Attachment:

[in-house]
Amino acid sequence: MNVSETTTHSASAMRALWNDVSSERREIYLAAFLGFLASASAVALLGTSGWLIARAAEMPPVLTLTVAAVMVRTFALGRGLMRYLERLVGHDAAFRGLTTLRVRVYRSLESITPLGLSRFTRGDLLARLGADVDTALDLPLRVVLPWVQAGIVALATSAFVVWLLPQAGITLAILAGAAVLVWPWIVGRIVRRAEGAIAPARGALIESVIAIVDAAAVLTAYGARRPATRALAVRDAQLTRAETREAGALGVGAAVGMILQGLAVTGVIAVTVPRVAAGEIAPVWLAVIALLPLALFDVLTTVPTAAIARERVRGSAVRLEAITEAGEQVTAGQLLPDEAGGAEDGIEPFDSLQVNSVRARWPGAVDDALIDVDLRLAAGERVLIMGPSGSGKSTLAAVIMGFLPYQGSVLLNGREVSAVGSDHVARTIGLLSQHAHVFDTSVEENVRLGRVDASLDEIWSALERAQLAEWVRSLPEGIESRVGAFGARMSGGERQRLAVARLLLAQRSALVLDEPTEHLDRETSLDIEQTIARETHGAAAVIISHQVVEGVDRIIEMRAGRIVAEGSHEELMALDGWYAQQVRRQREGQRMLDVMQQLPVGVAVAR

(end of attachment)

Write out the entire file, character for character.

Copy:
[in-house]
Amino acid sequence: MNVSETTTHSASAMRALWNDVSSERREIYLAAFLGFLASASAVALLGTSGWLIARAAEMPPVLTLTVAAVMVRTFALGRGLMRYLERLVGHDAAFRGLTTLRVRVYRSLESITPLGLSRFTRGDLLARLGADVDTALDLPLRVVLPWVQAGIVALATSAFVVWLLPQAGITLAILAGAAVLVWPWIVGRIVRRAEGAIAPARGALIESVIAIVDAAAVLTAYGARRPATRALAVRDAQLTRAETREAGALGVGAAVGMILQGLAVTGVIAVTVPRVAAGEIAPVWLAVIALLPLALFDVLTTVPTAAIARERVRGSAVRLEAITEAGEQVTAGQLLPDEAGGAEDGIEPFDSLQVNSVRARWPGAVDDALIDVDLRLAAGERVLIMGPSGSGKSTLAAVIMGFLPYQGSVLLNGREVSAVGSDHVARTIGLLSQHAHVFDTSVEENVRLGRVDASLDEIWSALERAQLAEWVRSLPEGIESRVGAFGARMSGGERQRLAVARLLLAQRSALVLDEPTEHLDRETSLDIEQTIARETHGAAAVIISHQVVEGVDRIIEMRAGRIVAEGSHEELMALDGWYAQQVRRQREGQRMLDVMQQLPVGVAVAR